|Annu. Rev. Astron. Astrophys. 2002. 40:
Copyright © 2002 by . All rights reserved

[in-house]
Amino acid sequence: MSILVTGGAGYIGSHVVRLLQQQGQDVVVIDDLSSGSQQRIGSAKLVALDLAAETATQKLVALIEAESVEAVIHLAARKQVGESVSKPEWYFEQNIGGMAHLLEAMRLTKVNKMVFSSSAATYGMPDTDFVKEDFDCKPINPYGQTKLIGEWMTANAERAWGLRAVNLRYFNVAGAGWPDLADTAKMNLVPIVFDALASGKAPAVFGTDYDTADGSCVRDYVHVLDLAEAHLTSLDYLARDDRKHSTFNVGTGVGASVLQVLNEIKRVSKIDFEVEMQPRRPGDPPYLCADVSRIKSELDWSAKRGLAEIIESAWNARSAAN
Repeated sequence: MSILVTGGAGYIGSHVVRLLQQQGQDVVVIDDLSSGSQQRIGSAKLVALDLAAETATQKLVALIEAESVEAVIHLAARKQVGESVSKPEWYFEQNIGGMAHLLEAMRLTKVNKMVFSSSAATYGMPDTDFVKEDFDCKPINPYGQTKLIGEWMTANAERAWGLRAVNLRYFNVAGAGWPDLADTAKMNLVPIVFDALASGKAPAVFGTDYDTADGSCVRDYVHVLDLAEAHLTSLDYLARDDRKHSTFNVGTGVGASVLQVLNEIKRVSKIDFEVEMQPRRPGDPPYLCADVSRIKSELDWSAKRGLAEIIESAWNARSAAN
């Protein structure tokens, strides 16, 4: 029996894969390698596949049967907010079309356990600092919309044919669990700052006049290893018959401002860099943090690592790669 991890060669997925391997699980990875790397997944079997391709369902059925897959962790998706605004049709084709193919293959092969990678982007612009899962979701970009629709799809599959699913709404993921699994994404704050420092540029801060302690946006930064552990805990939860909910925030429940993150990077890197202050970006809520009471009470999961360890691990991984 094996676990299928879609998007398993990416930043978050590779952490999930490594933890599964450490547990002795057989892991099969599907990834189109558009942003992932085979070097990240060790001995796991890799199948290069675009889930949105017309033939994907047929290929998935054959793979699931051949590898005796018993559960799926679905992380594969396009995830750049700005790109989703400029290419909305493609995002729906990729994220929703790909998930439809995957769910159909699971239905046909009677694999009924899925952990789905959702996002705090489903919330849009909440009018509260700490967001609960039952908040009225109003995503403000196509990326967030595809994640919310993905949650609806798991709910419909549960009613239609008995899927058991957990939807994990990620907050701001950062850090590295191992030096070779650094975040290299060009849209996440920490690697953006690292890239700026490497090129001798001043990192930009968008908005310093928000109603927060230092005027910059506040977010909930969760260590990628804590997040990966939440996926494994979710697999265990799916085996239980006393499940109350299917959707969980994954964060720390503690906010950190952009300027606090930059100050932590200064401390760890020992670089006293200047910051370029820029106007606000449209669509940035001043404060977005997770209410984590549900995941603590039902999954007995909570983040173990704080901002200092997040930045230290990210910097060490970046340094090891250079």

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Abstract. Considerable progress has been made over the last decade in the study of the evolutionary trends of the population of galaxy clusters in the Universe. In this review we focus on observations in the X-ray band. X-ray surveys with the ROSAT satellite, supplemented by follow-up studies with ASCA and Beppo-SAX, have allowed an assessment of the evolution of the space density of clusters out to z 1, and the evolution of the physical properties of the intra-cluster medium out to z 0.5. With the advent of Chandra and Newton-XMM, and their unprecedented sensitivity and angular resolution, these studies have been extended beyond redshift unity and have revealed the complexity of the thermodynamical structure of clusters. The properties of the intra-cluster gas are significantly affected by non-gravitational processes including star formation and Active Galactic Nucleus (AGN) activity. Convincing evidence has emerged for modest evolution of both the bulk of the X-ray cluster population and their thermodynamical properties since redshift unity. Such an observational scenario is consistent with hierarchical models of structure formation in a flat low density universe with m 0.3 and 8 0.7 - 0.8 for the normalization of the power spectrum. Basic methodologies for construction of X-ray-selected cluster samples are reviewed and implications of cluster evolution for cosmological models are discussed.
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